How can I use subprograms to increase productivity on my machining center?
Generally speaking, subprograms do not increase throughput for a machining operation. The real benefit of using subprograms is to decrease setup time and NC file size.
Subprograms allow you to repeat a portion of a program many times. For instance, if you had a particular section of a program that needed to be repeated several times, instead of copying that section of the program over and over (and ending up with a very large NC file), you could use a subprogram. You would write the subprogram section once, then refer to it as many times as you need to.
For example, suppose a very sophisticated design needs to be cut into a piece of steel with a 0.050” end mill. The total depth of the cut needs to be 0.125”; a much deeper cut than the small end mill can make.
Through experience we know that the deepest we can cut at any one time is 0.005”. Therefore we can calculate that we need to make 25 passes on the X,Y plane to reach the final depth of 0.125”. Let’s assume that the code required to make just one of these passes is 2000 blocks. If we used a CAM package to generate a program with the 25 passes, we would end up with an NC program with 50,000+ blocks.
The alternative is to use the CAM package to generate a program that provides one pass in the XY plane. We could then manually add the subprogram codes necessary to “call” that section 25 times (incrementally moving the Z axis down 0.005” each time). Not only would this save considerable disk space, but we would end up with a program that machines the same part in only 2010 blocks, a considerable savings.
For information on building and utilizing subprograms, refer to your User’s Guide.
Subprogram Block Numbers, O Code
Call to Subprogram, M98 Code
Return from Subprogram, M99 Code
Subprogram Reference Number, P Code
(Sub Program: This is for Educational Purposes only.)
O00061(CENTRE DRILL, DRILL, COUNTER SINK & TAP EXERCISE)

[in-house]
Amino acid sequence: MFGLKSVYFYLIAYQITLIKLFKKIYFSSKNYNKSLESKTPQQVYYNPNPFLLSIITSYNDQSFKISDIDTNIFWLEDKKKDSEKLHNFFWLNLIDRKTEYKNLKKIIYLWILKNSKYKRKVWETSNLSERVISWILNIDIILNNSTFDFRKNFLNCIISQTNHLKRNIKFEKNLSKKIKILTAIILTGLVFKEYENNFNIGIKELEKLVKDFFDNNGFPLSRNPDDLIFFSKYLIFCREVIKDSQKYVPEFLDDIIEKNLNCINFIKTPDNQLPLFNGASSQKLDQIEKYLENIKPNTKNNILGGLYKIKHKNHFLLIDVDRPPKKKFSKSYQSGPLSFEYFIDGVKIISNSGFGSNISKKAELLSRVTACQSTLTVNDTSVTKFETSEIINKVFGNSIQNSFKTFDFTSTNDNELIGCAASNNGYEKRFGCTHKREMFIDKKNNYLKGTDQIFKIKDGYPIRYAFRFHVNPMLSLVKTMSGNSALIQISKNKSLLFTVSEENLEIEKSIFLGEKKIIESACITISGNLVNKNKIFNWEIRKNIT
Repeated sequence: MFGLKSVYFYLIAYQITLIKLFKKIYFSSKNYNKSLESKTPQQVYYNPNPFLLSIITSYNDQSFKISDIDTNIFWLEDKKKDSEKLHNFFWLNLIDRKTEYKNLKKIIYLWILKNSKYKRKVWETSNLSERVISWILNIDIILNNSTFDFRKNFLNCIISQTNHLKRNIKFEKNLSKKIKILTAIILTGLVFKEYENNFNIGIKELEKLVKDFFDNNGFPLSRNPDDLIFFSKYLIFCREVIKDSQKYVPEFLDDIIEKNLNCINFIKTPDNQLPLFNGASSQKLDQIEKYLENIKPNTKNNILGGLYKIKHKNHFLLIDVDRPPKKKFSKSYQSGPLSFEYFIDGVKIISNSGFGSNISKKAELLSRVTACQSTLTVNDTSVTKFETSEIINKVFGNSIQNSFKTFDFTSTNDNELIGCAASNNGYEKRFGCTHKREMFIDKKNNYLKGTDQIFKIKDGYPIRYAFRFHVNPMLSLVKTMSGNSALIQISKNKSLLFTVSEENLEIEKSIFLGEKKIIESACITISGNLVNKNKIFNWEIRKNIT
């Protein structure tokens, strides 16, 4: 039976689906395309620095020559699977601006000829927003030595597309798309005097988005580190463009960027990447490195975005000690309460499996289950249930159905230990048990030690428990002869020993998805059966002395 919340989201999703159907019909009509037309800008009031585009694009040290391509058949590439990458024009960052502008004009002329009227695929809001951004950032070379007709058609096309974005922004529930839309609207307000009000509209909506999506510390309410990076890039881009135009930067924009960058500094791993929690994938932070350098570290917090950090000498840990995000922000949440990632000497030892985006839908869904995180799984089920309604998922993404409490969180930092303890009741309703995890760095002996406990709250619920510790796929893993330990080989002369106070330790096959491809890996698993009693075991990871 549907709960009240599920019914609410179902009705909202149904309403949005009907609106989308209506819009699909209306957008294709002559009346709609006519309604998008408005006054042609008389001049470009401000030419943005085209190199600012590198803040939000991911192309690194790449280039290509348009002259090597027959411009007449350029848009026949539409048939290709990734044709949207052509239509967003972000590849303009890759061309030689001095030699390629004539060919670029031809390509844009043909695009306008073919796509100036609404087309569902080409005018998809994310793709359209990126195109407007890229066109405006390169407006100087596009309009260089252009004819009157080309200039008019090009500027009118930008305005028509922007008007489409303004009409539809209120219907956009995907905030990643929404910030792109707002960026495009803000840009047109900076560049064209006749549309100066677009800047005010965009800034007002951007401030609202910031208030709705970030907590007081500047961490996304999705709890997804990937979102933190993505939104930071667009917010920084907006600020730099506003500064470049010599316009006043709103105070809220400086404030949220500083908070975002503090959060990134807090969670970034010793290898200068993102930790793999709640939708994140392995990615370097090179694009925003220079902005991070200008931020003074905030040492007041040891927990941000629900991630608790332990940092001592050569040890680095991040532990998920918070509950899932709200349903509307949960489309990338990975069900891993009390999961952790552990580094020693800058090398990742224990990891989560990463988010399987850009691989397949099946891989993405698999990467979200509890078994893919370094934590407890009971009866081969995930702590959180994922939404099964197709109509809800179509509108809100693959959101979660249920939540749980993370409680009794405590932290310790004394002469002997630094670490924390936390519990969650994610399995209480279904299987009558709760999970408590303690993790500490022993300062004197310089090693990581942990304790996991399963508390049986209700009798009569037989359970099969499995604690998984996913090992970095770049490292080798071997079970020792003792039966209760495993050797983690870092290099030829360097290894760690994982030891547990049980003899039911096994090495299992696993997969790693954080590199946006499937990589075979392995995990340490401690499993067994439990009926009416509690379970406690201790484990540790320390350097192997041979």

(PROGRAMMMER: ______ ___)
(THURSDAY, NOV __ /09)
N10 G17 G20 G40 G49 G80 G90 G98
N20 G28 G91 Z0
N30 G28 X0 Y0
N40 T13 M6 (#3 C’DRILL)
N50 G0 G54 G90 X1.2 Y1. S5454 M3 (#01)
N60 G43 Z2. H13 M8
N70 G99 G81 Z-.21 R.1 F4.8
N80 M98 P5000
N90 G28 G49 G91 Z0 M5
N110 T14 M6 (5/16″ DRILL)
N120 G0 G54 G90 X1.2 Y1. S1920 M3 (#01)
N130 G43 Z2. H14 M8
N140 G99 G83 Z-.8188 R.1 Q.15 F9.6
N150 M98 P5000
N160 G28 G49 G91 Z0 M5
N180 T18 M6 (1/2X82″ C’SINK)
N190 G0 G54 G90 X1.2 Y1. S354 M3 (#01)
N200 G43 Z2. H18 M8
N210 G99 G82 Z-.2291 R.1 P.508 F1.9
N220 M98 P5000
N230 G28 G49 G91 Z0 M5
N250 T20 M6 (3/8-16″ TAP)
N260 G0 G54 G90 X1.2 Y1. S373 M3 (#01)
N270 G43 Z2. H20 M8
N280 G99 G83 Z-.875 R.3 F23.3125
N290 M98 P5000
N300 G28 G49 G91 Z0 M5
N310 G28 X0 Y0
N340 X1.7 (#02)
N350 X1.2 Y1.5 (#03)
N360 X.7 Y1. (#04)
N370 X1.2 Y.5 (#05)
N380 X2.55 Y1.5 (#06)
N390 X3.05 (#07)
N400 X2.55 Y2. (#08)
N410 X2.05 Y1.5 (#09)
N420 X2.55 Y1. (#10)
N430 X4. Y1.25 (#11)
N440 X4.5 (#12)
N450 X4. Y1.75 (#13)
N460 X3.5 Y1.25 (#14)
N470 X4. Y.75 (#15)
N480 G0 G80 Z2. M9
Disclaimer, not 100% sure this is right, use at your own risk. the author, school, staff, students, do not take any responsibility for your actions with what is found here.
This is for Educational Purposes only.
Codes: HAAS C.N.C. MILL http://post.ly/C1Fp
You can find the Part 00023 CNC Program in the Jane Campus Forums @ http://janecampus.com/cnc101/cnc-program-part-023-t75.html